EGLIN AFB — The arrival of the Army’s 7th Special Forces Group (Airborne) more than a year ago has been a welcome boost to a slumping local economy.

EGLIN AFB — The arrival of the Army’s 7th Special Forces Group (Airborne) more than a year ago has been a welcome boost to a slumping local economy.

The group, which officially opened its cantonment in October 2011, should pump about $3.2 billion into Okaloosa County’s economy between 2010 and 2016, according to a report from the Haas Center at the University of West Florida.

It’s enough to offset the departure of 50 F-15s from the Air Force’s 33rd Fighter Wing in 2009, which will result in a loss of $3.3 billion during the same time period, the report said.

Although the report calls it a nearly even trade, the area felt the economic boost when Army families began arriving from Fort Bragg, N.C., last year because the economy was so depressed, said Rod Lewis, director of the Haas Center.

Their arrival came on the heels of the housing bubble burst in 2008 and then the loss of the F-15s in 2009.

“It was a double whammy,” Lewis said.

After two years of significantly negative population growth in Okaloosa County, the 7th Special Forces Group brought about 6,000 new people, including 2,200 soldiers and their families, to the area.

People had been used to operating in the slump, Lewis said. “Then, boom.”

The county has felt the impact, especially in Crestview where most of the families settled.

“We’re very pleased with the outcome,” said Kay Rasmussen, interim president of the Economic Development Council of Okaloosa County. “The community has embraced the families moving into our neighborhoods.”

She described a ripple effect on the local economy as the new families started purchasing and leasing homes and taking advantage of retail.

Also, many of the soldiers’ spouses opened small businesses, primarily in the Crestview area, Rasmussen said.

The departure of the F15s, the arrival of the Special Forces Group and then the arrival of the first F-35s at Eglin Air Force Base were all called for in a Base Realignment and Closure Commission (BRAC) report in 2005.

The F-35s — the first of which arrived at Eglin in July 2011 — have brought about 1,300 people to the community, said Col. Tony Douglas, vice commander of the Air Force’s 96th Test Wing, which oversees operations at the base.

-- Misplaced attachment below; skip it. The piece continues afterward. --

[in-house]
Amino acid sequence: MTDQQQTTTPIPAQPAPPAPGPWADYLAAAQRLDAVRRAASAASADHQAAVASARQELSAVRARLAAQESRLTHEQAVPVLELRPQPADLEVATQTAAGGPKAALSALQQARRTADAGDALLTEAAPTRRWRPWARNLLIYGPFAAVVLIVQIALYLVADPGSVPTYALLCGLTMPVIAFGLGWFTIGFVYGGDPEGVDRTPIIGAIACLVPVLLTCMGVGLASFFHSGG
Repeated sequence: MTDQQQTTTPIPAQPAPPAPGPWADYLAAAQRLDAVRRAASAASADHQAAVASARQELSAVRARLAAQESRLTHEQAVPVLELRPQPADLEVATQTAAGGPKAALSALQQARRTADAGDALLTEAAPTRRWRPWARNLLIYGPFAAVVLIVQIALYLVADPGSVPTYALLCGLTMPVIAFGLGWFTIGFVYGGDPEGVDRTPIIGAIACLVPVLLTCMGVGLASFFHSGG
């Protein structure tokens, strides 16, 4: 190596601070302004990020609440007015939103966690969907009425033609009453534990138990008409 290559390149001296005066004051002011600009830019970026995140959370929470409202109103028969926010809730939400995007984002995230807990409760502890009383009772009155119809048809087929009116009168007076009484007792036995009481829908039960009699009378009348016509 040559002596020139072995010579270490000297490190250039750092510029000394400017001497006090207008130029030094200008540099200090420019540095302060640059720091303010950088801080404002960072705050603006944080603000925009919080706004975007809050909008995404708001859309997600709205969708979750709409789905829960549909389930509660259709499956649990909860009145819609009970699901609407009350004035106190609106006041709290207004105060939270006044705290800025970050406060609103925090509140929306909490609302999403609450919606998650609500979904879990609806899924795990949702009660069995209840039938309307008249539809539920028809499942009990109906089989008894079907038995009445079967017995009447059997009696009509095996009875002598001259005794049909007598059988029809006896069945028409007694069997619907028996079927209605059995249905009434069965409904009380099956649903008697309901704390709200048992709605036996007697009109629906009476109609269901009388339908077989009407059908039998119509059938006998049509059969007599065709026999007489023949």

“It has been a big transition (for Eglin),” Douglas said.

It’s going well, though, he said.

At a sprawling 724 square miles — about the size of Rhode Island — Eglin is the Department of Defense’s largest installation and was ready to absorb the new missions, Douglas said. The community also welcomed the new personnel with open arms.

 “It’s been great, not just for TEAM Eglin, but for the local community as well,” he said. “We’ve got more people coming into what is, in my opinion, a very exciting and diverse installation.”

Many people had expectations that the new Army jobs would be low pay and would not offset the loss of the F-15s, which relocated about 2,000 airmen, Lewis said.

“They were a bit afraid. The Army’s coming. The Army’s coming,” he said. “But these people are very well-paid. This is not a private first class making $20,000 a year.”

The 7th Special Forces soldiers are largely well-educated and earn $70,000 to $90,000 a year.

 “That’s quite a different (economic) impact when you look at it,” he said.

Lewis said 65 to 75 percent of the families settled in north Okaloosa County.

The soldiers deploy regularly and military spouses wanted to live close to each other for support. They also are a tight-knit group, having all been stationed together at Fort Bragg for years.

“Crestview got out ahead,” Lewis said. “They were very welcoming and worked to promote Crestview as the place to be.”

Many of the families just didn’t look anywhere else, he said.

Lewis said he was somewhat surprised more families didn’t move south because housing was much more affordable closer to the beach and Choctawhatchee Bay than it would have been before the housing market crashed.

He said the lingering question about the military’s economic impact remains what level of growth the area will see from the F-35 program.

At one point, the Air Force estimated there would be 107 planes at Eglin. Twenty-two jets have arrived so far.

The effects have been positive, but just how much economic benefit will come from the program is yet to be determined, Lewis said.

“They are just not here in the numbers we initially thought they would be,” he said.

Contact Daily News Staff Writer Lauren Sage Reinlie at 850-315-4443 or Follow her on Twitter @LaurenRnwfdn.